Football: Gary Pinkel | Basketball: Frank Haith
The question if Missouri could stay afloat in the SEC has been answered with a resounding yes as the Tigers reached the SEC title game and had a shot at the national championship game. Missouri likely will make the NCAA Tournament for the third consecutive season under Haith, but some of the results — two early NCAA exits and a 17-13 record in lackluster league — make it tough to rank this tandem any higher.
Football: Dabo Swinney | Basketball: Brad Brownell
Swinney’s homespun rah-rah personality and his offensive coordinator seem to have made the Clemson football coach underrated — as if motivation and assistant hires aren’t part of the job. Clemson under Swinney is one of eight programs to win 10 games in each of the last three seasons. Meanwhile, he’s led the Tigers to their first top-10 finish since 1990 and first ACC title since 1991. After two lackluster seasons, Brownell has Clemson basketball in contention for its second NCAA Tournament bid in his four-year tenure.
37. Arizona State
Football: Todd Graham | Basketball: Herb Sendek
Graham’s reputation as a job jumper will follow him around, but he can coach. The Sun Devils improved from 6-7 the year before he arrived to 8-5 his first season to 10-4 in his second. Sendek is a veteran coach who is probably earning himself more time after entering the season with his future in question. Arizona State is poised for its first NCAA Tournament appearance since 2009.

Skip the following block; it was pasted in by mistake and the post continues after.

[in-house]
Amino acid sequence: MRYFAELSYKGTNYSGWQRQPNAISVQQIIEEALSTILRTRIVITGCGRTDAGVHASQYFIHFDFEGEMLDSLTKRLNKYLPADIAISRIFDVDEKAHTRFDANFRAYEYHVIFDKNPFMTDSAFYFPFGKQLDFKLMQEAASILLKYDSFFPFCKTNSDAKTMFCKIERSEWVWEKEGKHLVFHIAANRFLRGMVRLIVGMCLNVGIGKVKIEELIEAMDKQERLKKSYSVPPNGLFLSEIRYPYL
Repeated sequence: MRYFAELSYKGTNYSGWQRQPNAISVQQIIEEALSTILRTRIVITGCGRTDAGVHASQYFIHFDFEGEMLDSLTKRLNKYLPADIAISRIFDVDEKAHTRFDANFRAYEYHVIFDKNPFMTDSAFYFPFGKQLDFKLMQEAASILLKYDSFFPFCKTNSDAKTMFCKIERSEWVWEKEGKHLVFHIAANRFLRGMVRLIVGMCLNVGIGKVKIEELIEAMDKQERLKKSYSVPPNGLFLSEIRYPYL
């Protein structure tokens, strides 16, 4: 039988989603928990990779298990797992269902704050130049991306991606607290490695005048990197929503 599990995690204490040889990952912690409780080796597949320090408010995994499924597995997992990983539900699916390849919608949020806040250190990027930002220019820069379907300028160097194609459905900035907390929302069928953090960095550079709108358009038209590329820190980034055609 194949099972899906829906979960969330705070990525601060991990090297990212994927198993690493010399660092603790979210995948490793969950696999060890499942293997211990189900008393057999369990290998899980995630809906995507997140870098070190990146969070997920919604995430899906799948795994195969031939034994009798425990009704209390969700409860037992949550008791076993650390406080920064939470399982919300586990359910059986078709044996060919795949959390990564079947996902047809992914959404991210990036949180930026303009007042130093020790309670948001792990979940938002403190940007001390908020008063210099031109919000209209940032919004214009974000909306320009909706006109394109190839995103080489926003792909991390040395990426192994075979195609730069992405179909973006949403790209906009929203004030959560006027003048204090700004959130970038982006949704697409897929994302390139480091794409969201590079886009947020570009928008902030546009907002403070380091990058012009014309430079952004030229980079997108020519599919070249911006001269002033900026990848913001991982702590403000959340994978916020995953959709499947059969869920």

Football: Paul Chryst | Basketball: Jamie Dixon
Dixon’s consistency — in results and his approach — remain impressive. He’s never won fewer than 22 games and has missed the NCAA Tournament only once in 11 seasons, all without a ton of McDonald’s All-Americans. After two bowl games and a 13-13 record in two seasons, Chryst’s greatest contribution to Pitt has been putting program on stable footing after a revolving door of three head coaches in two seasons.
Football: Mark Helfrich | Basketball: Dana Altman
Helfrich went 11-2 overall and 7-2 in the Pac-12 in his first season as a head coach. The next question is if he can sustain Oregon as a national power. Altman wasn’t the first choice for the basketball program, but he’s led the Ducks to a Sweet 16 berth in his third season. Sustainability will be worth watching for Altman as well. His program has been a haven for high-profile transfers, for better or worse.
40. Colorado State
Football: Jim McElwain | Basketball: Larry Eustachy
Eustachy took over an experienced Colorado State team in 2012-13 to go 26-9. The veteran coach has plenty of experience building programs, leading Utah State, Iowa State and Southern Miss to the NCAA Tournament. With an 8-6 season and a New Mexico Bowl victory, McElwain, a former Nick Saban assistant, is a rising star in the coaching ranks.